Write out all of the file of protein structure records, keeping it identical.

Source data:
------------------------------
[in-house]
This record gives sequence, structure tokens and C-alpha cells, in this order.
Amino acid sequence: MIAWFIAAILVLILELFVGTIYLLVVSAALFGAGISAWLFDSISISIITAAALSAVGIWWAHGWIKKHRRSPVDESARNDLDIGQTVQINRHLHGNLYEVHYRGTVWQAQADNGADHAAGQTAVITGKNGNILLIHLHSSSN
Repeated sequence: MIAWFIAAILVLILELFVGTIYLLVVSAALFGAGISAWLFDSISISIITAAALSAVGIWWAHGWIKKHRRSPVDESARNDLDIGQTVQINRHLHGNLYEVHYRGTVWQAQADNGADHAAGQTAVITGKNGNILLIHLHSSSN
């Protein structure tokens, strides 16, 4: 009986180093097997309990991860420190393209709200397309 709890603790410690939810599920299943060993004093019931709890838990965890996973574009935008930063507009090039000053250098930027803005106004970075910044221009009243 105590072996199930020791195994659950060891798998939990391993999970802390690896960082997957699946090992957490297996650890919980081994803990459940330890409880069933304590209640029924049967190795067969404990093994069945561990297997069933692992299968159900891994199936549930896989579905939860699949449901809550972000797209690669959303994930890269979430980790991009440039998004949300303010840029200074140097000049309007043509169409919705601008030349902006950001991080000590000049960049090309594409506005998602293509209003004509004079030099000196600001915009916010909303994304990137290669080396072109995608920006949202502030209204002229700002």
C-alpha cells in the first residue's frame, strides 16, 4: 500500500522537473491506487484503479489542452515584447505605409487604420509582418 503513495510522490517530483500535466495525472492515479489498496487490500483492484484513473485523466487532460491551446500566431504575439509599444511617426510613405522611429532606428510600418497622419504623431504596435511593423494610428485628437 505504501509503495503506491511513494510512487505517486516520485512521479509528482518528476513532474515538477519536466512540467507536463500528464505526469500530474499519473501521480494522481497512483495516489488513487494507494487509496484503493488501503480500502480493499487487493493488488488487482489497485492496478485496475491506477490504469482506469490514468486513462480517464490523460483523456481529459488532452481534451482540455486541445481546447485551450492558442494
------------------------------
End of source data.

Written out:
[in-house]
This record gives sequence, structure tokens and C-alpha cells, in this order.
Amino acid sequence: MIAWFIAAILVLILELFVGTIYLLVVSAALFGAGISAWLFDSISISIITAAALSAVGIWWAHGWIKKHRRSPVDESARNDLDIGQTVQINRHLHGNLYEVHYRGTVWQAQADNGADHAAGQTAVITGKNGNILLIHLHSSSN
Repeated sequence: MIAWFIAAILVLILELFVGTIYLLVVSAALFGAGISAWLFDSISISIITAAALSAVGIWWAHGWIKKHRRSPVDESARNDLDIGQTVQINRHLHGNLYEVHYRGTVWQAQADNGADHAAGQTAVITGKNGNILLIHLHSSSN
């Protein structure tokens, strides 16, 4: 009986180093097997309990991860420190393209709200397309 709890603790410690939810599920299943060993004093019931709890838990965890996973574009935008930063507009090039000053250098930027803005106004970075910044221009009243 105590072996199930020791195994659950060891798998939990391993999970802390690896960082997957699946090992957490297996650890919980081994803990459940330890409880069933304590209640029924049967190795067969404990093994069945561990297997069933692992299968159900891994199936549930896989579905939860699949449901809550972000797209690669959303994930890269979430980790991009440039998004949300303010840029200074140097000049309007043509169409919705601008030349902006950001991080000590000049960049090309594409506005998602293509209003004509004079030099000196600001915009916010909303994304990137290669080396072109995608920006949202502030209204002229700002």
C-alpha cells in the first residue's frame, strides 16, 4: 500500500522537473491506487484503479489542452515584447505605409487604420509582418 503513495510522490517530483500535466495525472492515479489498496487490500483492484484513473485523466487532460491551446500566431504575439509599444511617426510613405522611429532606428510600418497622419504623431504596435511593423494610428485628437 505504501509503495503506491511513494510512487505517486516520485512521479509528482518528476513532474515538477519536466512540467507536463500528464505526469500530474499519473501521480494522481497512483495516489488513487494507494487509496484503493488501503480500502480493499487487493493488488488487482489497485492496478485496475491506477490504469482506469490514468486513462480517464490523460483523456481529459488532452481534451482540455486541445481546447485551450492558442494